Prior to 1930 if an insured person/company (insured) incurred a liability to a third party (TP) but then became bankrupt/passed into liquidation any monies paid out under the insurance policy was paid to the Trustee/Liquidator for the benefit of ALL creditors.

The Third Parties (Rights Against Insurers) Act 1930 (1930 Act) transferred the insured’s rights against the insurer under certain circumstances to the TP who could pursue the insurer against the policy proceeds once the insured’s liability was established. So the policy proceeds may benefit the TP and not all creditors.

The Third Parties (Rights Against Insurers) Act 2010 (2010 Act) comes into force on 1 August 2016 and makes some welcome changes.

Extension of “Insolvency”

Under the 2010 Act the rights of the insured under the policy is transferred to the TP if the insured is already “relevant person” when the liability is incurred. The relevant person now includes for individuals: County Court Administration Orders; Debt Relief Orders as well as bankruptcy; and for company/unincorporated bodies this now includes Voluntary Arrangements; Administration Orders; the appointment of a receiver/manager; Voluntary Winding Up; and the appointment of a provisional liquidator under the Insolvency Act 1986, as well as liquidation.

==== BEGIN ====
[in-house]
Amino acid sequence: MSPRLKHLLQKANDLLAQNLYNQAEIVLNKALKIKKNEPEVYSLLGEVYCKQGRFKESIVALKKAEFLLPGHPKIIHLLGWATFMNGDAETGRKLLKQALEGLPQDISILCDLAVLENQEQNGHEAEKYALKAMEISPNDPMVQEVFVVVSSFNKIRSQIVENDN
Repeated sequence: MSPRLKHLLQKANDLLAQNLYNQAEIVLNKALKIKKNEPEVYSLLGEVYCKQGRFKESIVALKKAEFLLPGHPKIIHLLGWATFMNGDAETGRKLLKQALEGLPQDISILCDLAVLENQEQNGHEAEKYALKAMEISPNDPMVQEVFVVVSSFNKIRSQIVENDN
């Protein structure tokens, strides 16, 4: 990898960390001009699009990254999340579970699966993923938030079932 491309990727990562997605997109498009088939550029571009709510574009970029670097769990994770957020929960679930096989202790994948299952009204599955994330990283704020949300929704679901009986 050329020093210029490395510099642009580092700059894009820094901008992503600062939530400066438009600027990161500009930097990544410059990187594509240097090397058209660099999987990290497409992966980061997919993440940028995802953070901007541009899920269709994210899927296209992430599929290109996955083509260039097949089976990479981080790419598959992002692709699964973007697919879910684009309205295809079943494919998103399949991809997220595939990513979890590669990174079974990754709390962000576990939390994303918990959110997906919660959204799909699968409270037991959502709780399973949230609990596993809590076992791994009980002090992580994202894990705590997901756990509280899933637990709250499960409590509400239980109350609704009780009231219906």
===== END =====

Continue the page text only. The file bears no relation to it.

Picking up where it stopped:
There is no longer a requirement to establish liability against the insured before commencing proceedings against the insurer directly. Also, TP may ask the Court for declarations as to both the insured’s and the insurer’s liabilities. The declarations will bind the insurer but not the insured unless made a party to the proceedings. There are provisions for this. Importantly, there is no longer a need to restore a company struck off the register of companies and there are similar rules for claims brought in arbitration.

Obtaining Information

Under the 1930 Act the main difficulty was obtaining information about the identity of the insurer and the extent of the cover. Under the 2010 Act this widens the category of people who can be asked to provide information to the insured or any person who is able to provide it, which is likely to include insurers, brokers and other people holding the policy information; and requires the insurers to provide detailed information about the policy coverage prior to the issue of proceedings; both within 28 days of any request. There is a sanction of a Costs Order in later Court proceedings if the requests are not complied with.


The TP will be in no better position than the insured under the general law on the terms of the insurance policy. The insurer can rely upon its rights if the insured made any material non-disclosure or misrepresentation when taking out the cover or if it has breached a warranty or condition precedent in the policy; it can also rely upon other policy terms; the indemnity limit; and the excess applied. The insured retains defences of limitation and contributory negligence but the insurer can no longer rely upon defences such as “pay first” clauses (except for death or personal injury in a marine policy); and the failure of the insured to provide assistance.


The 2010 Act will not apply to re-insurance.


All in all, the 2010 Act makes some welcome changes to enable claims of this nature to be more easily pursued, reducing the costs of litigation.